Gustavo Petro
"Now there is no debate about whether Western or traditional wisdom is more important," Colombian President Gustavo Petro said of the rescue efforts. Photo by: AFP/Daniel Munoz

Colombian President Gustavo Petro presented medals to Indigenous and military rescuers who actively participated in a mission to locate four children who were stranded in the jungle for 40 days after surviving a plane crash in the Amazon region of the country.

The children, ranging in age from one to 13, managed to survive the tragic crash that claimed the lives of their mother, the pilot, and another adult on May 1.

After a rigorous and extensive search operation, the children were finally discovered on Jun. 9 by volunteers from the Indigenous Muruy community.

"More than the medals, which are symbolic... the great prize, the great reward, is called life," during the ceremony held in the capital city of Bogota on Monday, President Petro expressed his appreciation and awarded members of the rescue mission with the prestigious Order of Boyaca medals.

The Order of Boyaca is regarded as the second highest honor within the armed forces and the highest recognition for civilians in Colombia.

Despite the challenging circumstances, the four children - Lesly, Soleiny, Tien Norie, and Cristin, aged 13, 9, 5, and 1 respectively - managed to survive for several weeks in the dense jungle.

Their survival was attributed to the skills they had acquired as members of one of Colombia's Indigenous communities.

"Now there is no debate about whether Western or traditional wisdom is more important," Petro said of the rescue efforts. "Together, they brought the children back."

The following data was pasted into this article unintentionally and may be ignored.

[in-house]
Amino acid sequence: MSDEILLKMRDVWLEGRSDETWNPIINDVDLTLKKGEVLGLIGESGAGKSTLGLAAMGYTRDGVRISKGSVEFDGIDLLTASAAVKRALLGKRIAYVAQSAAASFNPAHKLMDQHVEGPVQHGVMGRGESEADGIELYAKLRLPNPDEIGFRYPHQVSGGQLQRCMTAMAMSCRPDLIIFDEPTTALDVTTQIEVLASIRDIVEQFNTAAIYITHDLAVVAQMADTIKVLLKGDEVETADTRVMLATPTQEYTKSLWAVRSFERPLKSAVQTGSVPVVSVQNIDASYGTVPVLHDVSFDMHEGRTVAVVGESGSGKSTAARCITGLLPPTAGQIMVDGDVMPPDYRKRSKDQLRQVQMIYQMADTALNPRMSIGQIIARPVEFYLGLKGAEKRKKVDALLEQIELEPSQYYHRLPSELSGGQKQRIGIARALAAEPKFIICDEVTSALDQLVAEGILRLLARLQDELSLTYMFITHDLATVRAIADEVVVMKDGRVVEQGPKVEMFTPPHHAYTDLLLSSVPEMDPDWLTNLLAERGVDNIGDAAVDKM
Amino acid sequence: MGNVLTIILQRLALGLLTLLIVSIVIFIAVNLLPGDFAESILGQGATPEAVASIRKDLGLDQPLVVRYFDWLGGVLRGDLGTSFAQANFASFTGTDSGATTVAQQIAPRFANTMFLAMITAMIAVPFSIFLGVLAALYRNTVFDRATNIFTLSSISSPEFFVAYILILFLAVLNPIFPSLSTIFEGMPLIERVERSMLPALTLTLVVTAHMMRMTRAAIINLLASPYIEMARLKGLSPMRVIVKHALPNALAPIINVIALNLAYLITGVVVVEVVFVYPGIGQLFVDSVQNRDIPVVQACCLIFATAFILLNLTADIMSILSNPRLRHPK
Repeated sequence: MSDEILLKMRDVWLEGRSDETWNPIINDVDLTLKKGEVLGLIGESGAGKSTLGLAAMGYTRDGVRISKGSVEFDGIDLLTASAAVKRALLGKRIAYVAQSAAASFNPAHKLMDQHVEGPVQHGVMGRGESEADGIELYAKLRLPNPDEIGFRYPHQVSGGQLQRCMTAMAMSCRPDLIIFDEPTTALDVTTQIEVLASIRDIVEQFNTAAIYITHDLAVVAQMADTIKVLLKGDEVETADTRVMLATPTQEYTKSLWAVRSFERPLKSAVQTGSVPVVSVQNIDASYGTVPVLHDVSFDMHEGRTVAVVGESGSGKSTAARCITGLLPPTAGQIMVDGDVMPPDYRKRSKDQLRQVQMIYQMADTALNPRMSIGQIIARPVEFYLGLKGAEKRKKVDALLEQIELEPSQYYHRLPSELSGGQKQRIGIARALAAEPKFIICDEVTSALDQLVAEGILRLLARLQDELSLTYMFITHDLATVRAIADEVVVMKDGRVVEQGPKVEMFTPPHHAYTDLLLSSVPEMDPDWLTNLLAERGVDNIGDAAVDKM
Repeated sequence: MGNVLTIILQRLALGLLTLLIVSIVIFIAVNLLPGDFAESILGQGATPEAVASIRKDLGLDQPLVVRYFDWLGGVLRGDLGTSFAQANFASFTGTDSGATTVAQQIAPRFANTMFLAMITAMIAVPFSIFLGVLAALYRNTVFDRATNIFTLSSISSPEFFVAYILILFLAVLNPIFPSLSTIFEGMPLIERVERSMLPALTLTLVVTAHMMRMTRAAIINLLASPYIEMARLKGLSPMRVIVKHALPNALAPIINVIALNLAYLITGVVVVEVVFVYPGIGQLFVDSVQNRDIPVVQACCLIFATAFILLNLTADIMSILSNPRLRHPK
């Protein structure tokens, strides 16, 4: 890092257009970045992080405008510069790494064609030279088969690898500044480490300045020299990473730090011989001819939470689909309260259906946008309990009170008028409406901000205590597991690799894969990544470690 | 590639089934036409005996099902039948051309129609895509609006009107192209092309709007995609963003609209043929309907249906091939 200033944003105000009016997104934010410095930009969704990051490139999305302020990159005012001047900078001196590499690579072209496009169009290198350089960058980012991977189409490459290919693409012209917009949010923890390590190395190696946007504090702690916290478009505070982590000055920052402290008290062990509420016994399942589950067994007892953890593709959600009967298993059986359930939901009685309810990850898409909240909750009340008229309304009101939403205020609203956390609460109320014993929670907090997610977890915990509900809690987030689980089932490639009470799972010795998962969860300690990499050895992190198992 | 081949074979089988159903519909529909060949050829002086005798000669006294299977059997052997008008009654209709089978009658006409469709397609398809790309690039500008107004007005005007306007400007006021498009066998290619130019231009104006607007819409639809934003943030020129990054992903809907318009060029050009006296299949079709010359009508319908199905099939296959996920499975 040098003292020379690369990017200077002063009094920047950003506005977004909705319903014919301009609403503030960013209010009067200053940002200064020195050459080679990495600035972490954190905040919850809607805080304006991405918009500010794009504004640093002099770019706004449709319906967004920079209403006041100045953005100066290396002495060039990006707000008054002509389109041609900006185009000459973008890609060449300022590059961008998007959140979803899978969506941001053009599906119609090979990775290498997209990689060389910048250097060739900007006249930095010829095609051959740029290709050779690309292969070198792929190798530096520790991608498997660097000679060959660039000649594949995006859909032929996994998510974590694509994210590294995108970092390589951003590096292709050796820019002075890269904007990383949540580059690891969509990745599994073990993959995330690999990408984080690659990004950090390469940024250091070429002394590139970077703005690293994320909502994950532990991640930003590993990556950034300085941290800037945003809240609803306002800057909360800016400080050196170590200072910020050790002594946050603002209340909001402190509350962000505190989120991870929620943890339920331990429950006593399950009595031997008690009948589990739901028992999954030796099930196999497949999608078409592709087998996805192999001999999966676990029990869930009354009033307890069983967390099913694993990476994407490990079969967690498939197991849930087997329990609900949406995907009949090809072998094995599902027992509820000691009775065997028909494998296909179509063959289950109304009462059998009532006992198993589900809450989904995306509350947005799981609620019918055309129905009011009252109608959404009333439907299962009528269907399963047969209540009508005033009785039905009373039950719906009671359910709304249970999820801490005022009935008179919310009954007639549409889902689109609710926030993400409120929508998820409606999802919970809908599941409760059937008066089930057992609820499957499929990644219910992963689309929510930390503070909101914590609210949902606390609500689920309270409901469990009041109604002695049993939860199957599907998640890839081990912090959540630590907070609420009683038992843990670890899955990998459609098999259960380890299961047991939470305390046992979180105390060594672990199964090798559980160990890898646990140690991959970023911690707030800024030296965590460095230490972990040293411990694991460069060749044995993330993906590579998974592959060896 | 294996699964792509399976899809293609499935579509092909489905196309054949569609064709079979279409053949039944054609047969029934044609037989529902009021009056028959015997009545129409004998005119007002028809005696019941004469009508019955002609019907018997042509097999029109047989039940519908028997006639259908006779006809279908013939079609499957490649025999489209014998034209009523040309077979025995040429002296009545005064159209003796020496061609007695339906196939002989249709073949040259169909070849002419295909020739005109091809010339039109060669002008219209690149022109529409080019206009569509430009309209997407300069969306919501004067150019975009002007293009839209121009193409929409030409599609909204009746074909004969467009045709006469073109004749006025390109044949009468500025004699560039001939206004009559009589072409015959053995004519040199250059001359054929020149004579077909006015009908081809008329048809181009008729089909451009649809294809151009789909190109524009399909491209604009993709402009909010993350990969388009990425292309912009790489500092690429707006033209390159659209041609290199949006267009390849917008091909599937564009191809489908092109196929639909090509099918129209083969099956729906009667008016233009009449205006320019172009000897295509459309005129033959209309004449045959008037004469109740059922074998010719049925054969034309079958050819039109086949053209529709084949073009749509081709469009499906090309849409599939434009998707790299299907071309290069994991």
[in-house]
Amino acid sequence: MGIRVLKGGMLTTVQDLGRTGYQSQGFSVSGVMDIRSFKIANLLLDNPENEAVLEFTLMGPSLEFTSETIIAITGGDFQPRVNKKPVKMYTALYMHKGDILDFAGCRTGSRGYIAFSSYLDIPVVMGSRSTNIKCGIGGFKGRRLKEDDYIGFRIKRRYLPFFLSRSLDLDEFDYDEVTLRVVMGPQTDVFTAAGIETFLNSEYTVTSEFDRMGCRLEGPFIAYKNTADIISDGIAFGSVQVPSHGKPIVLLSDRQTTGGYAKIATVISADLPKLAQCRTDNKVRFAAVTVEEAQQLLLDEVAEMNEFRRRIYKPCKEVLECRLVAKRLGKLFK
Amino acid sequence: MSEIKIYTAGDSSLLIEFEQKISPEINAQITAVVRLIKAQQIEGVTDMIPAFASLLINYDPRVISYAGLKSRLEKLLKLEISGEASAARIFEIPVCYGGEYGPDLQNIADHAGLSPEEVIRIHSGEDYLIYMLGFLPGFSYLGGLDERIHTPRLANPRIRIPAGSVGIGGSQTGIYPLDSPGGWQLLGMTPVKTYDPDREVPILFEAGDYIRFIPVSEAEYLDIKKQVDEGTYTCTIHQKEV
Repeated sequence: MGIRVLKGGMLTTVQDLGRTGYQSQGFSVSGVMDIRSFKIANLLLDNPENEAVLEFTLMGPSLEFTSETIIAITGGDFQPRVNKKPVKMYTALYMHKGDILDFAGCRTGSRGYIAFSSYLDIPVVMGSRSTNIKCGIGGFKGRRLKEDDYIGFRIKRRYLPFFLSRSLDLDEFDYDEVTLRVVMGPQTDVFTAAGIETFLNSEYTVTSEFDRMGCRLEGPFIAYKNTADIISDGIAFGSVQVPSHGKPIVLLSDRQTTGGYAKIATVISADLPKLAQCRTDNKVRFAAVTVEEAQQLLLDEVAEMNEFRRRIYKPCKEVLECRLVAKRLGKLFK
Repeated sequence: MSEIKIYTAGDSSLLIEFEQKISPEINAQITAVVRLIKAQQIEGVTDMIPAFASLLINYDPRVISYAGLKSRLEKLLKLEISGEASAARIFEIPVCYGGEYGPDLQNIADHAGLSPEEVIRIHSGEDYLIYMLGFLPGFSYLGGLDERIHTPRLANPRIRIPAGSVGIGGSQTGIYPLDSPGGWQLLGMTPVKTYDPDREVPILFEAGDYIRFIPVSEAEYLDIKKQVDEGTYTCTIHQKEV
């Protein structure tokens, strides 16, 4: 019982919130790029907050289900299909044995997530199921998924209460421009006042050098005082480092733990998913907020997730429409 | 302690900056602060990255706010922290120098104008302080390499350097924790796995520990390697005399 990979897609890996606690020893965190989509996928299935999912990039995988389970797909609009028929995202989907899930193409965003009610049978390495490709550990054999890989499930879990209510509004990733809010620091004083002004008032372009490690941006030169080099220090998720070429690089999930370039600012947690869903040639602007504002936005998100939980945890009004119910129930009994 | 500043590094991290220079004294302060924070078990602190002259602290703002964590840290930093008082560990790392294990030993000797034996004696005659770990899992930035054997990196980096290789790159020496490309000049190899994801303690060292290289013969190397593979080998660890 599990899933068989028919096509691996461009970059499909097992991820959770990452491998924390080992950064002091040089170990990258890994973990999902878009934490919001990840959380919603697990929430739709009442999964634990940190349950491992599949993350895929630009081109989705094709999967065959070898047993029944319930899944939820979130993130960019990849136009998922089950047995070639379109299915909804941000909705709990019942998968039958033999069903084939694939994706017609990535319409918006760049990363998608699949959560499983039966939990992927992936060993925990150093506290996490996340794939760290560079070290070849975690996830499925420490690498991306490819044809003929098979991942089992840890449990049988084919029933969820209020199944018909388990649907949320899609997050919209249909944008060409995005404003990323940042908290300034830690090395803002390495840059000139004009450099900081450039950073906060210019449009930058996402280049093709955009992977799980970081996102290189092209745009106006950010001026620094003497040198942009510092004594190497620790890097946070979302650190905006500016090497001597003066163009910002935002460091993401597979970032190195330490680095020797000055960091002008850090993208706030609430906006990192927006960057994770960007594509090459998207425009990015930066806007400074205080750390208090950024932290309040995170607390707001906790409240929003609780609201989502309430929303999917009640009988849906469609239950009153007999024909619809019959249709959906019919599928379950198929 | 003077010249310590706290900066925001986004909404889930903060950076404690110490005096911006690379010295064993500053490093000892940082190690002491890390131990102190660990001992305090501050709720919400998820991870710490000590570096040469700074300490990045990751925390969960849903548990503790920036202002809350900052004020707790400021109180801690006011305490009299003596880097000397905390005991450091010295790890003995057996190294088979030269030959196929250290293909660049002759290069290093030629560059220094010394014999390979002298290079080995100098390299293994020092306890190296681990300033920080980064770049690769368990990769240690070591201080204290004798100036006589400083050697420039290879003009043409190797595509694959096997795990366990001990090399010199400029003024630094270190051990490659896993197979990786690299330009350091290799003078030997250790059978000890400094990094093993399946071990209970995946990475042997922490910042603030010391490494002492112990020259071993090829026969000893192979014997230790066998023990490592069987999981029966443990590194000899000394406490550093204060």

"The military with its satellites, and the Indigenous people with their potions – including ayahuasca – and invoking the spirits of the jungle, together, found life," he added.

The children were reported to be recovering satisfactorily at a military hospital in Bogota.

President Petro acknowledged that the children's survival was made possible by their reliance on "ancestral" knowledge, Al Jazeera reported.

He commended the collaborative efforts between the Indigenous members of the search team and the children, stating that it served as a valuable lesson for all of Colombia, demonstrating the power of unity in finding and preserving life.

In a touching gesture, Wilson, a military rescue dog who went missing during the operation, was also honored with one of the medals.

Despite ongoing efforts to locate Wilson even after the children were found, it is now unlikely that he will be rescued, as confirmed by a military official to local media.

General Pedro Sanchez, who led the rescue operation, announced plans to erect monuments as a tribute to the memory and contribution of Wilson, the six-year-old Belgian Malinois shepherd.

Wilson has been missing since May 18 when he veered away from the search party while following a scent. Searchers diligently followed Wilson's paw prints, which eventually led them to the general area where the children were discovered three weeks later, thanks to the assistance of four Indigenous volunteers.

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